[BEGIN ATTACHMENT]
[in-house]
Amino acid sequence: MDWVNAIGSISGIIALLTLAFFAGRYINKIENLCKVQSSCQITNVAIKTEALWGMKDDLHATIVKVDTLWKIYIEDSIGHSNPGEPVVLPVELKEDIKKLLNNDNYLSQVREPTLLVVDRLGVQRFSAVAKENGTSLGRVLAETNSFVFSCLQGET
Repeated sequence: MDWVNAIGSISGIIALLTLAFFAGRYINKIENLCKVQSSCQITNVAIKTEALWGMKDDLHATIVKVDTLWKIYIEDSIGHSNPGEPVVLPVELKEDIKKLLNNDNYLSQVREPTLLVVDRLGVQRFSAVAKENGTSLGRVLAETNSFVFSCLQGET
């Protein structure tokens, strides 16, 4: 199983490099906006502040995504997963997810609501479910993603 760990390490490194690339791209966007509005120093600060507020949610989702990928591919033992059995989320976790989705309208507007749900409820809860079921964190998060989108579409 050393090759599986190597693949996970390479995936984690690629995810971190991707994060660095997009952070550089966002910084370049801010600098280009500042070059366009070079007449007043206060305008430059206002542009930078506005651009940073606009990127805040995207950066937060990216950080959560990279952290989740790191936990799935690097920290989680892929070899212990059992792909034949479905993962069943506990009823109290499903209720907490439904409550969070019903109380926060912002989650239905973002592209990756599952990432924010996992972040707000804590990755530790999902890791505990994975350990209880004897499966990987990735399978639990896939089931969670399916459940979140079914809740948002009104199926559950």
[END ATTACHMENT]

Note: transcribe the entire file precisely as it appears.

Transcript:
[in-house]
Amino acid sequence: MDWVNAIGSISGIIALLTLAFFAGRYINKIENLCKVQSSCQITNVAIKTEALWGMKDDLHATIVKVDTLWKIYIEDSIGHSNPGEPVVLPVELKEDIKKLLNNDNYLSQVREPTLLVVDRLGVQRFSAVAKENGTSLGRVLAETNSFVFSCLQGET
Repeated sequence: MDWVNAIGSISGIIALLTLAFFAGRYINKIENLCKVQSSCQITNVAIKTEALWGMKDDLHATIVKVDTLWKIYIEDSIGHSNPGEPVVLPVELKEDIKKLLNNDNYLSQVREPTLLVVDRLGVQRFSAVAKENGTSLGRVLAETNSFVFSCLQGET
């Protein structure tokens, strides 16, 4: 199983490099906006502040995504997963997810609501479910993603 760990390490490194690339791209966007509005120093600060507020949610989702990928591919033992059995989320976790989705309208507007749900409820809860079921964190998060989108579409 050393090759599986190597693949996970390479995936984690690629995810971190991707994060660095997009952070550089966002910084370049801010600098280009500042070059366009070079007449007043206060305008430059206002542009930078506005651009940073606009990127805040995207950066937060990216950080959560990279952290989740790191936990799935690097920290989680892929070899212990059992792909034949479905993962069943506990009823109290499903209720907490439904409550969070019903109380926060912002989650239905973002592209990756599952990432924010996992972040707000804590990755530790999902890791505990994975350990209880004897499966990987990735399978639990896939089931969670399916459940979140079914809740948002009104199926559950």